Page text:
Jeff Fuchs has spent a large part of the last ten years travelling and living in Asia – his fascination with indigenous people has led into a passion and love for tea. Jeff has documented his travels along the ancient tea trade route – 6,000km over 7 months – in his beautiful book – The Ancient Tea Horse Road. We are very fortunate to have Jeff contribute to our blog as well as appear as a guest on Saturday October 17th to speak of his travels. This is the first part of a two part piece Jeff has written for us.
Long considered a panacea for life, tea’s status in Asia has been vital and unquestioned for centuries. For all of the whimsy and legend associated with tea at times tea leaves, their harvesting, preparation and consumption have always been essentially simple. It is perhaps because of this inherent simplicity that tea’s timeless potency has endured. This ‘tea truth’ can find no more loyal bastion of geography than in one of the original birthplaces of tea – a subtropical strip of lush forests, overwhelming heat and a land that can claim over two-thousand years of unending harvest, worship and consumption: the southwestern corner of Yunnan province. In the days of the Ancient Tea Horse Road the famed Tibetan traders referred to this landscape simply as Jiayul or ‘tea country’. A land whose relatively unchanged methods and adoration exists still.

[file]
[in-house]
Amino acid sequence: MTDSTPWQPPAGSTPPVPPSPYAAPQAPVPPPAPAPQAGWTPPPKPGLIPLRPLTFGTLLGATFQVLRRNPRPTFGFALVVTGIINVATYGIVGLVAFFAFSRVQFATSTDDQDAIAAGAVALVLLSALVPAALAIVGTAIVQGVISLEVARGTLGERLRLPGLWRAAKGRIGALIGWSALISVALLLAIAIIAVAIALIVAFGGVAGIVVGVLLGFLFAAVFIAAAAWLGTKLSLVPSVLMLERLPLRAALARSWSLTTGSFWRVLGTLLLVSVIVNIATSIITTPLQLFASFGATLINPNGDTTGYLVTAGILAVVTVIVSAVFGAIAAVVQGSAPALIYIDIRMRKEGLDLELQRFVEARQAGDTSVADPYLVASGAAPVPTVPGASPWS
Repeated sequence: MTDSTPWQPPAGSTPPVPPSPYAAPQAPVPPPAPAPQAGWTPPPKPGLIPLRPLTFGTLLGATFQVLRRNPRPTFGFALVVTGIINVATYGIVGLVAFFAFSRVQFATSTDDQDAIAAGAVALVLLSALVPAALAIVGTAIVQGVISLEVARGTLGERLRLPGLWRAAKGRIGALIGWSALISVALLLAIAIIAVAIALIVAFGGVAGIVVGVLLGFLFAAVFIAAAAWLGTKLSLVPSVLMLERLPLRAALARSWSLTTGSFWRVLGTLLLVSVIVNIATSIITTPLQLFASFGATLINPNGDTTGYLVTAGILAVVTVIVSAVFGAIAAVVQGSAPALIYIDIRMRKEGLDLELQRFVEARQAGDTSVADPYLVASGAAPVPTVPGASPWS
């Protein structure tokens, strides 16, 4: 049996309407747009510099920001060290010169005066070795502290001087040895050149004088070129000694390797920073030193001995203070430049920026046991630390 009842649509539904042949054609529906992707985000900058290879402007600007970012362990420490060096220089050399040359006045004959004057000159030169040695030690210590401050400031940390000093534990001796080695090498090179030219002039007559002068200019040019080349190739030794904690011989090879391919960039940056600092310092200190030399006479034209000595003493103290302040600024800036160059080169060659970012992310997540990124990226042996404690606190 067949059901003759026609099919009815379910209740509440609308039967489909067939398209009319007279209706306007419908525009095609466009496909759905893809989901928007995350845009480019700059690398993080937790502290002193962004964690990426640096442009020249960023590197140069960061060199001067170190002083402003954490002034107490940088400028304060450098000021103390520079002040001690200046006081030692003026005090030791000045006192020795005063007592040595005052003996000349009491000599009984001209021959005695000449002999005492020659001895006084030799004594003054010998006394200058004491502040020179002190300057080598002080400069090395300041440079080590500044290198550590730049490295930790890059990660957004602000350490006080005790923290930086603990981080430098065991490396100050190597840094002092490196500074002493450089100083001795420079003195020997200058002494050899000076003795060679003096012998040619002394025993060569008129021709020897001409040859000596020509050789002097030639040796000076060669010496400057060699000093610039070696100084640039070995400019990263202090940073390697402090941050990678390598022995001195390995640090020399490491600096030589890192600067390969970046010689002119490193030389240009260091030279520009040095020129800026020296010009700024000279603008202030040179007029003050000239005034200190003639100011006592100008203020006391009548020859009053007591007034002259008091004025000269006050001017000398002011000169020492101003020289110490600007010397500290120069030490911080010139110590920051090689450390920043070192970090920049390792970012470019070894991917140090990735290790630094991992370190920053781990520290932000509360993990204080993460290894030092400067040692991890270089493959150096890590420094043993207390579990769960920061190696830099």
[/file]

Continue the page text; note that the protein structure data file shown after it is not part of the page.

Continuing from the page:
Ancient tea trees, (adoringly called gu shu in China) and their massive trunks and branches cut the muddy path in front of us into segments…tea here grows on trees that explode for metres in every direction. It is literally an all-consuming forest of tea. A lean and wiry guide from the local Hani tribe smoothly eases his way through a sopping forest of rain and humid air – we are treading back to his home after visiting a precious tea forest of ‘ancients’ – tea trees that have remained happily secluded (and productive) for centuries. Centuries old trees make way to tea trees that are over a thousand years old; forests tended by and fawned over by successive generations of Hani people who have lived in these mountains side by side with their precious green commodity for as long as anyone cares to remember. The tribes of southern Yunnan refer to tea as a part of the culture, a part of the very soul of the place. Tea and its consumption here are ‘all of the time’.
Voyaging down to this region is a kind of ‘back to basics’ journey in relation to tea. Deep in the rumpled Nannuo Mountains this area is one extended tea landscape that flows and blankets for kilometers. Rice and corn stand in isolated enclaves – tea is the unquestioned green ruler of the land. Production methods, harvesting techniques and tea’s preparation have changed very little in this corner of the world and in a kind of homage to this fact the teas that are produced here are some of the most exclusive and valued teas on the globe. For all of the talk of a tea’s ‘vintage’, the fuss of its colour designation and its complexities in the mouth, tea from this region is easily identifiable by it’s simple requirements of preparation and its ‘bitter-sweet’ assault on the palate.
Padding down from our 1500 metre perches in the tea mountains, I am re-entering the town that we had set off from hours earlier that day with my understated host and guide, Ren. He glides through the lush wet forests seems as he leads me to his simple thatched home (and the inevitable tea within) that we are making our way towards. (TO BE CONTINUED)